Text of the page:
CO2 Capture: Reduce, Reuse, Recycle…. Reverse?
Exploring the future for Carbon Capture and Storage
Jeremy Carey, 42 Technology’s managing director, found himself part of a select audience at the Advanced Manufacturing Park in Sheffield listening to the Minster of State for Energy, the Rt Hon Michael Fallon discussing the vital importance that HMG places on the use of Carbon Capture and Storage (CCS) to reduce CO2 emissions.
Jeremy’s path to this meeting started in 2008 when he was part of a technical steering group that shaped an RWe led industrial consortium project called CASS-CAP that built a post combustion CO2 capture pilot plant to test different solvent chemistries at Didcot A power station.
In 2012 the Didcot pilot plant was ‘bought’ by an academic consortium known as the UKCCSC and moved to Sheffield to be reused as part of the PACT facilities – large buildings full of combustion and CO2 capture test equipment that enable both academic and commercial companies to test CCS technologies without having to invest in their own plant.
Also on the reuse theme, in recent weeks a significant amount of additional analytical equipment and instrumentation has been moved to the PACT facilities from the Ferrybridge CCPilot100+ project, which Jeremy worked on for several years in various capacities, which has now finished its test campaigns.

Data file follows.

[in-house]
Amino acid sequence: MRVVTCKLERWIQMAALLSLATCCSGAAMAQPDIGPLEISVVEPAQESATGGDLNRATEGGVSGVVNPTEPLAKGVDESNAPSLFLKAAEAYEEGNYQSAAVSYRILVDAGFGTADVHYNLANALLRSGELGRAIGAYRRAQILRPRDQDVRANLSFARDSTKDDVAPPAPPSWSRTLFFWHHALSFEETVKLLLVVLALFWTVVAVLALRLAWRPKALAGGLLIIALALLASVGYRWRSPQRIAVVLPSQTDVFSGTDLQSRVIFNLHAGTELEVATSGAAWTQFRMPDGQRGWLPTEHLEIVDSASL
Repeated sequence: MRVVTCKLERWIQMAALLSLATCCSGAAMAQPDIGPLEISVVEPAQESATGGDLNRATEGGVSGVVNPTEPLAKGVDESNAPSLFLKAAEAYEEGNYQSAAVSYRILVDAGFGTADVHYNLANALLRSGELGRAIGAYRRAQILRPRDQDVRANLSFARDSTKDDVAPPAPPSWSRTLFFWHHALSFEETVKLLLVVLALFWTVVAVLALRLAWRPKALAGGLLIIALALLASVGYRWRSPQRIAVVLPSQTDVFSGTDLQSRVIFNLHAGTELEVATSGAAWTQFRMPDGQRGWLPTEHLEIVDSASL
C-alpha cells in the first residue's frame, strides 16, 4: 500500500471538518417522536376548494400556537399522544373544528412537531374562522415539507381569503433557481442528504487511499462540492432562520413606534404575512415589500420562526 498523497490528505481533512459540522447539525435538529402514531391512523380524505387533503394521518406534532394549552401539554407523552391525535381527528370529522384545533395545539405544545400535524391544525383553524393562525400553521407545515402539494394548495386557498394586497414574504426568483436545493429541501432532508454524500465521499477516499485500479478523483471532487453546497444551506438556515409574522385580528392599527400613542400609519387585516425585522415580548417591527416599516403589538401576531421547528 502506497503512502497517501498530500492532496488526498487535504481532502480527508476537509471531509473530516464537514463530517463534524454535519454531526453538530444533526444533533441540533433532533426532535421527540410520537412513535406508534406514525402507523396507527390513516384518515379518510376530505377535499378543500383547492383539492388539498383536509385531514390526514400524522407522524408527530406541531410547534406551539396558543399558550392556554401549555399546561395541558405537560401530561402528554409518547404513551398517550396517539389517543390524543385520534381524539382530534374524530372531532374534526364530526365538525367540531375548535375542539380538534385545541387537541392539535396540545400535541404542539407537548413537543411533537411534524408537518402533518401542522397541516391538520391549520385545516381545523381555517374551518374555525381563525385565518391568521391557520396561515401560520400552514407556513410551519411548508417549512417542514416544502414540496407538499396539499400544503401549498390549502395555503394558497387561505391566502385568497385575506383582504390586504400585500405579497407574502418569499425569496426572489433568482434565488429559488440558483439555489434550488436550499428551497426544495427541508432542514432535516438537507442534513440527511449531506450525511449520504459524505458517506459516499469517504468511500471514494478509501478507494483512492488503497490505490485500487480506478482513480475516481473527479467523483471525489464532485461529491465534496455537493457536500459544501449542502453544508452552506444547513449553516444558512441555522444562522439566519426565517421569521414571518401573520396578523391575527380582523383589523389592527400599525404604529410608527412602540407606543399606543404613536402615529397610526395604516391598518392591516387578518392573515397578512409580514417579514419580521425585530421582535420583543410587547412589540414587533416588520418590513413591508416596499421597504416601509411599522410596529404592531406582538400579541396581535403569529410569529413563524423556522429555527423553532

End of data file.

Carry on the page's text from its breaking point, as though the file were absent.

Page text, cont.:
Unfortunately not all of the ~£30M CCPilot100+ facility could be reused – some of it is even now being recycled as scrap.
After the event there was talk of what would happen once the total cumulative global CO2 emissions passed the tipping point for irrevocable climate change. At this point some argue that the amount of CO2 in the atmosphere is already too high that even if the world were paved with solar panels and not a thimble full of oil were used again, climate change would still be catastrophically damaging.
The two main options then are geo-engineering and reverse CO2 emissions, for example air capture – removing CO2 from the atmosphere rather than a flue gas stream and storing it for geological time. Not a technology that will be around for a few years yet but it might turn out to be important eventually…
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